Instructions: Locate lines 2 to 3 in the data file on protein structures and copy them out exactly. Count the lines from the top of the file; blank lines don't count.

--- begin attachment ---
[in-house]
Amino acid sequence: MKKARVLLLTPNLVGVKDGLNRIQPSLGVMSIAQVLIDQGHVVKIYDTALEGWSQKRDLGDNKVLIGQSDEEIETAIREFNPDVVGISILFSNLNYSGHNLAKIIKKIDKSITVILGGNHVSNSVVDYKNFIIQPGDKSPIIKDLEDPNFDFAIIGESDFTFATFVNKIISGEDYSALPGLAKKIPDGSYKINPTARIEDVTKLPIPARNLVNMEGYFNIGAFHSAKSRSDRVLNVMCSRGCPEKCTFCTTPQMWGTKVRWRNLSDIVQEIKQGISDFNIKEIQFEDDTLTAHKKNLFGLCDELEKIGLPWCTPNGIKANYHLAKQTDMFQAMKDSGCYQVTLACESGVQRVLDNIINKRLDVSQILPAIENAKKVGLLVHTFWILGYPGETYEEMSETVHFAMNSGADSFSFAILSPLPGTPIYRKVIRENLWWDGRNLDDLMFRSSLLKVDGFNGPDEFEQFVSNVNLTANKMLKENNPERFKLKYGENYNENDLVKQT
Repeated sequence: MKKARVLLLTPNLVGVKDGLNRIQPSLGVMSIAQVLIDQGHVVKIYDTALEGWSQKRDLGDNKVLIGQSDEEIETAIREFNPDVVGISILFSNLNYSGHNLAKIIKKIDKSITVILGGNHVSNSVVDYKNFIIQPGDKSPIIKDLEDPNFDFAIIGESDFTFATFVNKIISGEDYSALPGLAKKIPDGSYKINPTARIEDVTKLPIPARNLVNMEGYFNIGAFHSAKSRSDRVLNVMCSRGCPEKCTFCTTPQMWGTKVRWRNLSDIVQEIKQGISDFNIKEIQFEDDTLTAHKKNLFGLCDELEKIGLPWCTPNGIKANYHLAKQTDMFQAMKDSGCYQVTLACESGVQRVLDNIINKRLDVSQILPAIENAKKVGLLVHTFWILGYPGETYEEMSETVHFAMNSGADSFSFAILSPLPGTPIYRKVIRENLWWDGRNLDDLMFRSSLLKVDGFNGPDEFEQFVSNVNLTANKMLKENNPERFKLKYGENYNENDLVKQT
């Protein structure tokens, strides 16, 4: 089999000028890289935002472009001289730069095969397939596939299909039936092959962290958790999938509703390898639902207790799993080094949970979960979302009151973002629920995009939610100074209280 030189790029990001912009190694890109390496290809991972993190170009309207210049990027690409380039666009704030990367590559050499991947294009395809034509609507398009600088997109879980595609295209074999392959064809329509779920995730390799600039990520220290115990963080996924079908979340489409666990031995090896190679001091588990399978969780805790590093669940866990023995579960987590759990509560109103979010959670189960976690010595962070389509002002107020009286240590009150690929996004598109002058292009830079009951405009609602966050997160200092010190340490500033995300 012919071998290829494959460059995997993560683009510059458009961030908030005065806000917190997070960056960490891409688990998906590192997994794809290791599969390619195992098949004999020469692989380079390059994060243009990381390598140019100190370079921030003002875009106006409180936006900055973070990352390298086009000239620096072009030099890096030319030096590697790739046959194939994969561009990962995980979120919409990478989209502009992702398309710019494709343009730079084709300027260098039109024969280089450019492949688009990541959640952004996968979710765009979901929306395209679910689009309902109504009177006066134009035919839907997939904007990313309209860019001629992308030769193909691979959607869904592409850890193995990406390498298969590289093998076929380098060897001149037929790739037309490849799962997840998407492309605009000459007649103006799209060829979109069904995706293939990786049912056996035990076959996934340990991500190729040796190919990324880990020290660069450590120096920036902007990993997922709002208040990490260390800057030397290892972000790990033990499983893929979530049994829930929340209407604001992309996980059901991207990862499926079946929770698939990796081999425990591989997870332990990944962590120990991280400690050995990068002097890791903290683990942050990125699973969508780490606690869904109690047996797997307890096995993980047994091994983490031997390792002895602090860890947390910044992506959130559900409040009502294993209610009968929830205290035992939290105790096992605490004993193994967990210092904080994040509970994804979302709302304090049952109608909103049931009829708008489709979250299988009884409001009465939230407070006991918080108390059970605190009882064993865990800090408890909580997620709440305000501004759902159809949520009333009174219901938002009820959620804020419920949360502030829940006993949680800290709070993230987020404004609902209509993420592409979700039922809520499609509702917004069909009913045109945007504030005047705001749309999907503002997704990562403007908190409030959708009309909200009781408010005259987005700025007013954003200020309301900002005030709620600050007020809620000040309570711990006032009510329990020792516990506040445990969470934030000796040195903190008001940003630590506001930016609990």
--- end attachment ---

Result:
Amino acid sequence: MKKARVLLLTPNLVGVKDGLNRIQPSLGVMSIAQVLIDQGHVVKIYDTALEGWSQKRDLGDNKVLIGQSDEEIETAIREFNPDVVGISILFSNLNYSGHNLAKIIKKIDKSITVILGGNHVSNSVVDYKNFIIQPGDKSPIIKDLEDPNFDFAIIGESDFTFATFVNKIISGEDYSALPGLAKKIPDGSYKINPTARIEDVTKLPIPARNLVNMEGYFNIGAFHSAKSRSDRVLNVMCSRGCPEKCTFCTTPQMWGTKVRWRNLSDIVQEIKQGISDFNIKEIQFEDDTLTAHKKNLFGLCDELEKIGLPWCTPNGIKANYHLAKQTDMFQAMKDSGCYQVTLACESGVQRVLDNIINKRLDVSQILPAIENAKKVGLLVHTFWILGYPGETYEEMSETVHFAMNSGADSFSFAILSPLPGTPIYRKVIRENLWWDGRNLDDLMFRSSLLKVDGFNGPDEFEQFVSNVNLTANKMLKENNPERFKLKYGENYNENDLVKQT
Repeated sequence: MKKARVLLLTPNLVGVKDGLNRIQPSLGVMSIAQVLIDQGHVVKIYDTALEGWSQKRDLGDNKVLIGQSDEEIETAIREFNPDVVGISILFSNLNYSGHNLAKIIKKIDKSITVILGGNHVSNSVVDYKNFIIQPGDKSPIIKDLEDPNFDFAIIGESDFTFATFVNKIISGEDYSALPGLAKKIPDGSYKINPTARIEDVTKLPIPARNLVNMEGYFNIGAFHSAKSRSDRVLNVMCSRGCPEKCTFCTTPQMWGTKVRWRNLSDIVQEIKQGISDFNIKEIQFEDDTLTAHKKNLFGLCDELEKIGLPWCTPNGIKANYHLAKQTDMFQAMKDSGCYQVTLACESGVQRVLDNIINKRLDVSQILPAIENAKKVGLLVHTFWILGYPGETYEEMSETVHFAMNSGADSFSFAILSPLPGTPIYRKVIRENLWWDGRNLDDLMFRSSLLKVDGFNGPDEFEQFVSNVNLTANKMLKENNPERFKLKYGENYNENDLVKQT